Belvoir recognized at Celebrate Partners Awards
May 24, 2012
FORT BELVOIR, Va. (May 24) -- Fort Belvoir Army Community Service Army Volunteer Corps Program and The Armed Forces Communications and Electronics Association, Belvoir chapter won awards at The Fairfax County Office of Public Private Partnerships Celebrate Partners Awards banquet Monday.
Faitheleen Henderson, ACS Army Volunteer Corps, manager received the Bruce Oliver Leadership award for her work with the Robert E. Lee High School's Work Awareness and Transition program while AFCEA received the Community Partner of the Year award for their contributions to Fort Belvoir Elementary School.
"I'm honored and I'm surprised," said Henderson. "I really don't know what to say."
WAT is a course for middle and high school students with disabilities that emphasizes career awareness and life skills, and concentrates on in-depth career exploration and job seeking.
ACS has partnered with WAT for the last two years.
"They are good kids and the whole gist of them coming to ACS is to help them socially blend in this world, so they can continue to be productive as they move into adulthood," Henderson said. "It's important to me to do my part in that."
While being presented the award, the keynote speaker mentioned that Henderson is said to "See the children for who they are, not what they are." Henderson said that is true because she is doing her job as a human being by giving the students the guidance they need to function properly in a work environment.
"They're teenagers, and they're energetic and love to have fun," said Henderson. "They understand, when they come to the center, they're there to do a job just like any other teen. They each have their own unique personalities that are just amazing. I'm just impressed with all of them. They mean a lot to me."
Mary Lou Detondicchello, Robert E. Lee Employment Transition Representative, nominated Henderson for the award because she continues to invite the students to work at ACS when other organizations have turned them back.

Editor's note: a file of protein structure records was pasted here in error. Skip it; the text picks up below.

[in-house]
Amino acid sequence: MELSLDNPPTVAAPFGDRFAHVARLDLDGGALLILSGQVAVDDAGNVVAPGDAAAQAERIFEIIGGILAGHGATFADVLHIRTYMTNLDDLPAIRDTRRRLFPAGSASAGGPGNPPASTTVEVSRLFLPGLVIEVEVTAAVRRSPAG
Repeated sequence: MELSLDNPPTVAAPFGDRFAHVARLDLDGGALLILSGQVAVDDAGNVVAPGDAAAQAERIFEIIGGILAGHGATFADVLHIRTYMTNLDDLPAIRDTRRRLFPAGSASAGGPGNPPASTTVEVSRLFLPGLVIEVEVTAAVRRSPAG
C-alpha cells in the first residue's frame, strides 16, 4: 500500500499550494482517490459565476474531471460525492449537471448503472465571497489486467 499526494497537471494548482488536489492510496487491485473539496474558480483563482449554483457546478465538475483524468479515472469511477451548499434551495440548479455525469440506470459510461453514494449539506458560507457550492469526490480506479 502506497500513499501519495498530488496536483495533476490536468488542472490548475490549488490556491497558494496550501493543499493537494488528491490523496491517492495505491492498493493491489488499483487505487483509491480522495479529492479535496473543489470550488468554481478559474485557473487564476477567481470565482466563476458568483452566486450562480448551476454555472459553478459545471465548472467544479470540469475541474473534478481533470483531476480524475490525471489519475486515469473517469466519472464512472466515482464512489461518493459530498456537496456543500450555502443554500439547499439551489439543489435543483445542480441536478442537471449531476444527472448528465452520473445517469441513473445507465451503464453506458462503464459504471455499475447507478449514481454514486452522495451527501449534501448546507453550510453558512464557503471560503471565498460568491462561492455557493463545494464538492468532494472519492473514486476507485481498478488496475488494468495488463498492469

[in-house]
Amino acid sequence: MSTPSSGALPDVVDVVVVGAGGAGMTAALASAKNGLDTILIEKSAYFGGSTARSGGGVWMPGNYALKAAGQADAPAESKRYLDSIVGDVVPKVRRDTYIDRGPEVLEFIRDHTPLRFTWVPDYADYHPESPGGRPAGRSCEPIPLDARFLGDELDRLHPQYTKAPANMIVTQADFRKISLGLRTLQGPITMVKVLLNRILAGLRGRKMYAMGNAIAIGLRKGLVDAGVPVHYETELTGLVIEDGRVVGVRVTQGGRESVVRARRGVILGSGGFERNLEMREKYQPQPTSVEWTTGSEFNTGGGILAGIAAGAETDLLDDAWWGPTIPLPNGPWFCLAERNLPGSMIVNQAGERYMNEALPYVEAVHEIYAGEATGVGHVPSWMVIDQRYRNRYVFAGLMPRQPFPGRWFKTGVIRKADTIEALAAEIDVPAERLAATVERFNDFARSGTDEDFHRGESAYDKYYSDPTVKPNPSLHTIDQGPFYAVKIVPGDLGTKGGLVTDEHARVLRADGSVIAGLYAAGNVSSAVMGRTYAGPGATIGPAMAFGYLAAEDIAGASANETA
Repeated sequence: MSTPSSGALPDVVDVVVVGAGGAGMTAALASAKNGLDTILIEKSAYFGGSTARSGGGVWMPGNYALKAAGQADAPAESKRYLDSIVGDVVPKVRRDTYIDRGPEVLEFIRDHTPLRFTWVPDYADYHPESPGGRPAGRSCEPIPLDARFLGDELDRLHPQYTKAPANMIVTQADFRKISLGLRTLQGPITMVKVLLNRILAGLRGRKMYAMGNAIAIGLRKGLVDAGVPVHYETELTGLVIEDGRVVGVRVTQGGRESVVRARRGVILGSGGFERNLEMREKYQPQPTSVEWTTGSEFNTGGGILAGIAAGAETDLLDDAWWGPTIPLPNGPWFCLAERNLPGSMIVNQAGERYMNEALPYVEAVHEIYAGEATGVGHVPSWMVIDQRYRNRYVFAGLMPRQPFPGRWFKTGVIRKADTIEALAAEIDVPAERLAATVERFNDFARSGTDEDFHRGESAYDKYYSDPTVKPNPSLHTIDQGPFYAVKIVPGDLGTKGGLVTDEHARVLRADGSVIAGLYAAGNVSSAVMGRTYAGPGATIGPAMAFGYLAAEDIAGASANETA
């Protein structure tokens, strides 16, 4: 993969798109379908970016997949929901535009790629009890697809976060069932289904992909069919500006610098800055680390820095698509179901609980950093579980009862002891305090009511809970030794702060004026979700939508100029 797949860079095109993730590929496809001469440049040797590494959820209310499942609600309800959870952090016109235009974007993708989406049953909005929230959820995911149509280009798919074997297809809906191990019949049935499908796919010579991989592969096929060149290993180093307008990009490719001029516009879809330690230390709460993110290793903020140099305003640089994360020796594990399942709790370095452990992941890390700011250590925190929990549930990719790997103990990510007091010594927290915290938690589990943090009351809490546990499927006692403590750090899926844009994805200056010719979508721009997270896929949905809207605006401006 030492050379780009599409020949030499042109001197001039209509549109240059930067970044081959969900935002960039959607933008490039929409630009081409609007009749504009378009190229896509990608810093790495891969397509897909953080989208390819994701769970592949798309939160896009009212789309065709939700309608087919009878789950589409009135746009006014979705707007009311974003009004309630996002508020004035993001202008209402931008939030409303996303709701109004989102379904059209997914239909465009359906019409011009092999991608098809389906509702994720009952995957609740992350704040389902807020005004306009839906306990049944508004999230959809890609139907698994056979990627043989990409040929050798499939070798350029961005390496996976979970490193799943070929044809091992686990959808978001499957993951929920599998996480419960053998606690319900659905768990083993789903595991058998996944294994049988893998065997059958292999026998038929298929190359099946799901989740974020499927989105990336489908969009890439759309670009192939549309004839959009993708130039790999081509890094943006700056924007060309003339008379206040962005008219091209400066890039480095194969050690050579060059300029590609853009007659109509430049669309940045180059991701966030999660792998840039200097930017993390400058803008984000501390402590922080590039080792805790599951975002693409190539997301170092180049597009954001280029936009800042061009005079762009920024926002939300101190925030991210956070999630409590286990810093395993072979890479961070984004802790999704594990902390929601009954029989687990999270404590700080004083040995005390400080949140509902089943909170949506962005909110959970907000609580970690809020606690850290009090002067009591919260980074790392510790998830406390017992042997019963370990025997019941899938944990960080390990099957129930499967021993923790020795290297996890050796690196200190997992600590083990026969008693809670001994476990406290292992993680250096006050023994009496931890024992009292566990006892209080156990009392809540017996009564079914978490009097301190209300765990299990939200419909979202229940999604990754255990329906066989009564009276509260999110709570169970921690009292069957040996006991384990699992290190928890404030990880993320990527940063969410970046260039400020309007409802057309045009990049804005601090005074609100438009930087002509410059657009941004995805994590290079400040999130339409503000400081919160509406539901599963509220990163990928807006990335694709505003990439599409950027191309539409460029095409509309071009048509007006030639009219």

"We've had other worksites tell us they don't want students with disabilities this year, but Faitheleen doesn't care," said Detondicchello. "Everything she does, she goes above and beyond and says, 'What do we need to make this happen?' The students love going to Fort Belvoir. They say she's the best boss ever."
Bruce Oliver, who the award is named after, is a retired Fairfax County Publics Schools principal. He said he knows how special it is to work with the WAT program from his days doing so at Thoreau Middle School.
"I know how incredibly important it is for students with disabilities to have some way to enter the workforce beyond school," said Oliver. "By providing an opportunity for them to get out of the school and work in a different environment, you can't put a price on it. I'm glad to have met Faitheleen."
AFCEA has partnered with Belvoir Elementary for seven years and has contributed too many of the school's programs including the Science, Technology, Engineering and Math program.
"We are humbled," said Alvie Johnson, AFCEA, Belvoir Chapter president. "This is what we do and this is what the organization is designed to do; to connect with the community. To be recognized by the school for doing our number one mission is humbling."
AFCEA has contributed money to various schools in Fairfax County over the years, but did not see the donation being appreciated. They decided to look for a school with a clear need, and Belvoir Elementary fit the criteria.
"If you go to all the major high schools in the area, you see they have computers and all those other pieces," Johnson said. "Fairfax County School's that support DoD children don't have a lot of that. We wanted to give them something better to make them more competitive against every other school in the area."
Since partnering with Belvoir, AFCEA has seen a distinct growth in the level of interest in education amongst the students.
"We were just at a science symposium in D.C., and the kids came in with a robotics demonstration," said Bill Jones, AFCEA, Belvoir Chapter executive vice-president. "I think as we've improved our science lab at the school, it has given the children a chance to come in and get exposed to (science) which has fostered a hunger in their eyes and an excitement."
Johnson, a 1979 graduate of Howard University, said he has a special loyalty to AFCEA since the scholarships he received from them while in college allowed him to finish school.
He made it a point to continue to support the organization after he graduated.
"This has been a lifelong passion of mine," Johnson said. "Whatever we do makes a difference."